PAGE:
Mar 8 Posted 1 year ago
I found that the article didn't really make a case for, or against content shock. I'm not quite sure where the theme or the content was going, generally it seems to be a "Not quite sure what's going to happen, let's wait and see". Guess that's fair.
However, this part:
"We’ll ignore the flood of content and we’ll know what speaks to us. What some may see as content shock, some will see as never being able to get enough for our own consumption."
I think that part might warrant a bit of discussion. The one thing I see emerging out of this would be to find a niche, and burn out content just for that niche. Posting content about Twitter? Go deeper. Post only about analytics. Posting about analytics? Post only about engagement analytics. Perhaps become the master in the craft of engagement analytics alone.
Content Shock is real. I feel it myself. I'm following about 25 websites in my "SEO/SEM/Social" section on Feedly, every day or two days it accumulates about 600 articles for me to read out of which I only actually read 25-30 in entirety, perhaps skim over about 100 that interest me during the course of the day. And that leaves about 475 odd articles that don't bother with because it's about something irrelevant or it's a topic that I've already seen enough on already.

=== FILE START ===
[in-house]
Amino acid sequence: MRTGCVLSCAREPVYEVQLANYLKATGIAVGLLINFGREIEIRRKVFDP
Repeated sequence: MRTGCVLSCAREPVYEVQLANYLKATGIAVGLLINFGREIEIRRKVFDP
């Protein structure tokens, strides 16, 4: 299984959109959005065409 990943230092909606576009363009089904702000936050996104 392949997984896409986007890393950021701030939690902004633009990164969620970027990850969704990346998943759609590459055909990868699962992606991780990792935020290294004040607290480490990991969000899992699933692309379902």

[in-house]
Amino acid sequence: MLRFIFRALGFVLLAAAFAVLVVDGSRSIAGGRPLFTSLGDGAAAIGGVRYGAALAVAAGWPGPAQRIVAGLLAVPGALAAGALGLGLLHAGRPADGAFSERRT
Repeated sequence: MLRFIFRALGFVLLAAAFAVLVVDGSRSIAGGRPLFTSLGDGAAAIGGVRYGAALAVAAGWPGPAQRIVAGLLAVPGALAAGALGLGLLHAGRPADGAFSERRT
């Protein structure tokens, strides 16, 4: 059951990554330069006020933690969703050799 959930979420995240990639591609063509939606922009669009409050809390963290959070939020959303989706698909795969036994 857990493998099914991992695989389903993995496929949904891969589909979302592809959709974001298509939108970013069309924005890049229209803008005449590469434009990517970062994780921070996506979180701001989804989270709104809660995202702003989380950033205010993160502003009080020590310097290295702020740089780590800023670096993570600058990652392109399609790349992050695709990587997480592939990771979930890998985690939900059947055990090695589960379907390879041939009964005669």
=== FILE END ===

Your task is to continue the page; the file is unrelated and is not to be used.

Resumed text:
90% of the time, it's about topics I've seen enough on already - which is why I skip them. And that's the main reason for content shock. There are too many pieces of "me-too" content out there, and that's what's causing this content shock in the first place. Not enough original content, not enough informed opinion pieces, just too many "5 Ways to Get Higher Twitter Engagement" stuff.
Mar 7 Posted 1 year ago
Actually masterfully written by word crafter and Wood Street guest blogger Stacey Hood. Thanks for posting!
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